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GNU Recutils (tomasino.org)
505 points by carlesfe on Jan 26, 2020 | hide | past | favorite | 143 comments

This is really neat. But before you integrate it into anything else you build, consider that it appears to be a very old blob of C code. It took afl-fuzz something like 2 minutes to start finding wild free crashes†. This seems like a worthwhile thing to reimplement in a higher-level language.

I don't know, maybe they've already done this work and ruled out anything bad from the dozens of unique crashes AFL trivially finds? I wouldn't want to pretend that I've done any serious inspection here.

For anyone else reading thread and wondering if someone has reported this issue yet: as of 10:35 UTC 27 Jan, nothing seems to have been posted to the bugs mailing list [1]. I'd encourage anyone who has even minimal knowledge about fuzzing and security and AFL (I don't) to make a post there. Don't let the combination of bystander effect + impostor syndrome stop you from doing it.

[1] https://lists.gnu.org/archive/html/bug-recutils/

I think that a blog post with the details (exactly what to install, exactly what to run) will get a few upvotes here. (At least, I promise my upvote.)

Sometimes the manuals seam clear, but when you actually want to run the program you discover that it needs a library, or that the directories must have some specific names, or ...

For context, afl can take weeks to find crashes in nontrivial binaries.

The maintainer it's active still with a bugs mailing list and chat in IRC. Your findings would surely be well received.

My "findings" here would just be "take the first recins example from your blog post and feed it to afl-fuzz, then wait 2 minutes".

A good follow-up to this would be to get the afl-fuzz error report and send it to the maintainers. Maybe they're not even aware of those problems.

Honestly, I don’t think it’s fair to request from 'tptacek to do this. It was just a friendly heads-up from him. We are many here who could do it. So if anyone has some time over and feel free to dig in :) (Or feel free to refrain.)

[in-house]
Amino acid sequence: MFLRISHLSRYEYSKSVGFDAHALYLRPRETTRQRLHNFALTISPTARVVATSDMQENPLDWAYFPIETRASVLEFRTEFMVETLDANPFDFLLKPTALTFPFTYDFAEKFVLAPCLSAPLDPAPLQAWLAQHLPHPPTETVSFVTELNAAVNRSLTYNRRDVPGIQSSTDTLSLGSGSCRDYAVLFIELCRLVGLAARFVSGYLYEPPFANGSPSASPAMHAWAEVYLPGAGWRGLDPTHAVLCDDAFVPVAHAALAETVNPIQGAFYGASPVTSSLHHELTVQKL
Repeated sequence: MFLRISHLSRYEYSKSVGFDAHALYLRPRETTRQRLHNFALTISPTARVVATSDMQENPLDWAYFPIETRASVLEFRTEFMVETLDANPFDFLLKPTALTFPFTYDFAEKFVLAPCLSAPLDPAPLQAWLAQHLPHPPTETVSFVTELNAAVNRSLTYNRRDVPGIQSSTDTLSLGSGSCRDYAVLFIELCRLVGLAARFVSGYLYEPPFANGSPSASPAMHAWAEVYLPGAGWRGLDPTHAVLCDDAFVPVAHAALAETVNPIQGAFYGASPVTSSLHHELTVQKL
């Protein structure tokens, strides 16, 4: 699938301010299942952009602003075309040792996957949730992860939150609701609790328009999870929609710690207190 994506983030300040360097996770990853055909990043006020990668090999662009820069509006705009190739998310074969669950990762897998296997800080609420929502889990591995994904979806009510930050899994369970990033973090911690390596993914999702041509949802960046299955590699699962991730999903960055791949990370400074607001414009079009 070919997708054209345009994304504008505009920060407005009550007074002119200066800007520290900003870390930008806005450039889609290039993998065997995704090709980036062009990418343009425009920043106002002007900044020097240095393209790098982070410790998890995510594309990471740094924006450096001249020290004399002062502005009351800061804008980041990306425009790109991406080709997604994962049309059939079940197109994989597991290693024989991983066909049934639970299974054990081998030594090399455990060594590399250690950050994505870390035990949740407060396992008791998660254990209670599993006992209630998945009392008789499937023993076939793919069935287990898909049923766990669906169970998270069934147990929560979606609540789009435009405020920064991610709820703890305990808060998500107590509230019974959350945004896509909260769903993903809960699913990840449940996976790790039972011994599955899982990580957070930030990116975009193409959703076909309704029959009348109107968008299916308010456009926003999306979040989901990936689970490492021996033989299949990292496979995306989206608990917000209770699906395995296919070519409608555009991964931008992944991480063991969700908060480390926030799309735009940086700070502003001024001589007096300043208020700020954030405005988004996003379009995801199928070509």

s/and feel/feel/

if you can be bothered, rebuild it with debug symbols, run it, dump core and try and find exactly where the bug is.

I vaguely remember doing this with wget, there was a way to make it think the terminal's width is (unsigned)-4, then when printing the download status to stdout, it clears a buffer with a memset(ptr, ' ', -4). Of course -4 in this context is a huge number. It overwrote its whole self until segfault. (this issue was fixed, btw)

great learning experience, for anyone who knows enough C to understand what they're looking at.

If I'd done anything significant, I would, but all I did was confirm the suspicion that this old c-language GNU tool hadn't been exhaustively fuzzed. I'm sure the recutils team can do a perfectly fine job fuzzing it themselves.

Or perhaps you could write a blog post on how to use a fuzzer so we can all learn from your findings?

Something about this request gets under my skin like nothing I've read on HN in a very long time.

It was weird. I decided to take it as a compliment. But as it's an unearned one, I think I probably won't write a blog post about it.

Indeed it's a compliment. And also a humble request because I'm interested in this subject. Perhaps my way of expression was not the best? But I'll take some time to see what other resources are available there.

I'm serious that you can read the (excellent) Quick Start for AFL, pick a C program (try recutils!) and get afl-fuzz running very quickly, and it's really sort of self-explanatory once it's running. It's a really well-built piece of software.

Sometimes people write strange things ¯\_(ツ)_/¯

The Github page for afl-fuzz has a really excellent Getting Started doc.

Sounds cool. Could you share the link to their official git repo?

Hmm. Doesn't look like very "hands on" to me (README.md). Or then I just couldn't find the document you mentioned in the previous post. But I guess one has to learn these things by trial and error then.

It did not take me much time to find https://github.com/google/AFL/blob/master/docs/QuickStartGui... which I guess is the doc he referenced.

> Or then I just couldn't find the document you mentioned in the previous post.

There you go: https://github.com/google/AFL/blob/master/docs/QuickStartGui...

For those looking for tutorials; in addition to the one already linked, I’m quite sure there are quite a few decent YouTube videos about fuzzing with AFL.